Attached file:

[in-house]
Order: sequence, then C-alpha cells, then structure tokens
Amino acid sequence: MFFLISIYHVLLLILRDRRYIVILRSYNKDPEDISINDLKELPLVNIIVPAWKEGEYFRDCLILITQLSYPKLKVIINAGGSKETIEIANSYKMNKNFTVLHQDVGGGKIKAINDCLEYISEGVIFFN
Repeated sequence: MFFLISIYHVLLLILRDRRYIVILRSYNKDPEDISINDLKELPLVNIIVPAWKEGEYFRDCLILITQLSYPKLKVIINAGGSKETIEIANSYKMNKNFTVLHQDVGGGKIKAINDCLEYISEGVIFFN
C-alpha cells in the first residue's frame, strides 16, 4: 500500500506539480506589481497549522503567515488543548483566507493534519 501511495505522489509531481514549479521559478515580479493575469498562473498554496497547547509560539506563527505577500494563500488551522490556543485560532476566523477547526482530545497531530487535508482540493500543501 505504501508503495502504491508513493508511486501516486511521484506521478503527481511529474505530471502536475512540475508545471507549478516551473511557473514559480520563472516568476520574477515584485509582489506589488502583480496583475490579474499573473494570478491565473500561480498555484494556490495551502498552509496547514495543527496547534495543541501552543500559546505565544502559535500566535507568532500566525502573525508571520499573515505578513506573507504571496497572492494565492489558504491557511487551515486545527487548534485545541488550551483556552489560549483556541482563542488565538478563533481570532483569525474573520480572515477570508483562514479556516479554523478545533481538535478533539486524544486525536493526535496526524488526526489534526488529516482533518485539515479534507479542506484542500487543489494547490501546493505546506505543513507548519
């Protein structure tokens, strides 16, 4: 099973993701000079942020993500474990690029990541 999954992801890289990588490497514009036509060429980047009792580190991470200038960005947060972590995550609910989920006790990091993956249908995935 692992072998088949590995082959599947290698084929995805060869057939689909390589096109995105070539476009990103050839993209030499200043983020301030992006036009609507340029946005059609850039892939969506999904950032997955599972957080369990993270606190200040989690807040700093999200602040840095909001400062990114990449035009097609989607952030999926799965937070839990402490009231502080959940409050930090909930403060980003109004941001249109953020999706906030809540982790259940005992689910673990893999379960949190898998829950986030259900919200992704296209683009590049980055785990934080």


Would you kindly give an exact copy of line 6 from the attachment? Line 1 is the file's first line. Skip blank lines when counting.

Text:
């Protein structure tokens, strides 16, 4: 099973993701000079942020993500474990690029990541 999954992801890289990588490497514009036509060429980047009792580190991470200038960005947060972590995550609910989920006790990091993956249908995935 692992072998088949590995082959599947290698084929995805060869057939689909390589096109995105070539476009990103050839993209030499200043983020301030992006036009609507340029946005059609850039892939969506999904950032997955599972957080369990993270606190200040989690807040700093999200602040840095909001400062990114990449035009097609989607952030999926799965937070839990402490009231502080959940409050930090909930403060980003109004941001249109953020999706906030809540982790259940005992689910673990893999379960949190898998829950986030259900919200992704296209683009590049980055785990934080």